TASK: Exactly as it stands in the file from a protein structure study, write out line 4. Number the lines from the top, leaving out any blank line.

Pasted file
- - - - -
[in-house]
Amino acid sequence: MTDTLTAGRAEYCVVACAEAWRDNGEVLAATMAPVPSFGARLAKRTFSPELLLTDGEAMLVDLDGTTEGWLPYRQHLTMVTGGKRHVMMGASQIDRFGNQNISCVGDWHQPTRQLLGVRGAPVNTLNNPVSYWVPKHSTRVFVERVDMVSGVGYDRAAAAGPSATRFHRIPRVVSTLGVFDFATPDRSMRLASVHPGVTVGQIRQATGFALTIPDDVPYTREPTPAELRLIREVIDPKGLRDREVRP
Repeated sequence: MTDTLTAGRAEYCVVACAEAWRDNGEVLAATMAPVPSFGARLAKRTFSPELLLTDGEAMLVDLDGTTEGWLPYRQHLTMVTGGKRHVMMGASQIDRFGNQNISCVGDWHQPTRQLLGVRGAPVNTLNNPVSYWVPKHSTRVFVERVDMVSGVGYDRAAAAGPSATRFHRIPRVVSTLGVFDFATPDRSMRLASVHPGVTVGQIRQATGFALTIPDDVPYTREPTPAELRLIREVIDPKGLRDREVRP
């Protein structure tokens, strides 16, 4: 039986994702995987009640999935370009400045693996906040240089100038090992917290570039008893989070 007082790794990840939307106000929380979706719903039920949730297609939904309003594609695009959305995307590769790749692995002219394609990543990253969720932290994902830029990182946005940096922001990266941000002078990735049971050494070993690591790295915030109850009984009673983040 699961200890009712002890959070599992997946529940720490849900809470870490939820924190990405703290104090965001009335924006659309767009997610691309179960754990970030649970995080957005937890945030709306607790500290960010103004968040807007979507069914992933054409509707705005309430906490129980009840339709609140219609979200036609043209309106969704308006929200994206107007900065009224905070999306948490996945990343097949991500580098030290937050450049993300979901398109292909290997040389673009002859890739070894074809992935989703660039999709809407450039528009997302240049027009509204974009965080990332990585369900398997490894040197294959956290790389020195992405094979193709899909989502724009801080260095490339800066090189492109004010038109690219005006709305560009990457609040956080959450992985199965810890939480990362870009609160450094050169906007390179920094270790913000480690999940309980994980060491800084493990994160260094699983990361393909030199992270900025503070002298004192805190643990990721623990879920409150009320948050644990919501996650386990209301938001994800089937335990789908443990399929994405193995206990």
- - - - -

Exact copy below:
């Protein structure tokens, strides 16, 4: 039986994702995987009640999935370009400045693996906040240089100038090992917290570039008893989070 007082790794990840939307106000929380979706719903039920949730297609939904309003594609695009959305995307590769790749692995002219394609990543990253969720932290994902830029990182946005940096922001990266941000002078990735049971050494070993690591790295915030109850009984009673983040 699961200890009712002890959070599992997946529940720490849900809470870490939820924190990405703290104090965001009335924006659309767009997610691309179960754990970030649970995080957005937890945030709306607790500290960010103004968040807007979507069914992933054409509707705005309430906490129980009840339709609140219609979200036609043209309106969704308006929200994206107007900065009224905070999306948490996945990343097949991500580098030290937050450049993300979901398109292909290997040389673009002859890739070894074809992935989703660039999709809407450039528009997302240049027009509204974009965080990332990585369900398997490894040197294959956290790389020195992405094979193709899909989502724009801080260095490339800066090189492109004010038109690219005006709305560009990457609040956080959450992985199965810890939480990362870009609160450094050169906007390179920094270790913000480690999940309980994980060491800084493990994160260094699983990361393909030199992270900025503070002298004192805190643990990721623990879920409150009320948050644990919501996650386990209301938001994800089937335990789908443990399929994405193995206990």